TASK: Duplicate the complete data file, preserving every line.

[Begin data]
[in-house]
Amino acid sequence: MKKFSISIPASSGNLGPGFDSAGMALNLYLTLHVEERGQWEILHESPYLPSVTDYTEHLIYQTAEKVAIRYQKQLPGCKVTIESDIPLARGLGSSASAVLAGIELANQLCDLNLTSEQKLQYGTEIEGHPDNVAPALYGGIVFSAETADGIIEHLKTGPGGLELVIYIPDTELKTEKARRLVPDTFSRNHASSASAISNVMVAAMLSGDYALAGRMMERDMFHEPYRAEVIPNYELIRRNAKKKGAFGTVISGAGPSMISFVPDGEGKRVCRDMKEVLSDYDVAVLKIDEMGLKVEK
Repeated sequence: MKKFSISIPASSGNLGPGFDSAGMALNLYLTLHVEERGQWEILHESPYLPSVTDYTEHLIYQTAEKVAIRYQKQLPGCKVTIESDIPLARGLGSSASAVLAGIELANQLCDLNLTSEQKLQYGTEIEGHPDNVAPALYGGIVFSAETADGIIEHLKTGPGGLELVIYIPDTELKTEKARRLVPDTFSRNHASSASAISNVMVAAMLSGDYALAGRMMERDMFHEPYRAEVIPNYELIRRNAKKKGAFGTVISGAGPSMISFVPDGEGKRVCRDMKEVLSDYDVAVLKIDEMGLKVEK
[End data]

[in-house]
Amino acid sequence: MKKFSISIPASSGNLGPGFDSAGMALNLYLTLHVEERGQWEILHESPYLPSVTDYTEHLIYQTAEKVAIRYQKQLPGCKVTIESDIPLARGLGSSASAVLAGIELANQLCDLNLTSEQKLQYGTEIEGHPDNVAPALYGGIVFSAETADGIIEHLKTGPGGLELVIYIPDTELKTEKARRLVPDTFSRNHASSASAISNVMVAAMLSGDYALAGRMMERDMFHEPYRAEVIPNYELIRRNAKKKGAFGTVISGAGPSMISFVPDGEGKRVCRDMKEVLSDYDVAVLKIDEMGLKVEK
Repeated sequence: MKKFSISIPASSGNLGPGFDSAGMALNLYLTLHVEERGQWEILHESPYLPSVTDYTEHLIYQTAEKVAIRYQKQLPGCKVTIESDIPLARGLGSSASAVLAGIELANQLCDLNLTSEQKLQYGTEIEGHPDNVAPALYGGIVFSAETADGIIEHLKTGPGGLELVIYIPDTELKTEKARRLVPDTFSRNHASSASAISNVMVAAMLSGDYALAGRMMERDMFHEPYRAEVIPNYELIRRNAKKKGAFGTVISGAGPSMISFVPDGEGKRVCRDMKEVLSDYDVAVLKIDEMGLKVEK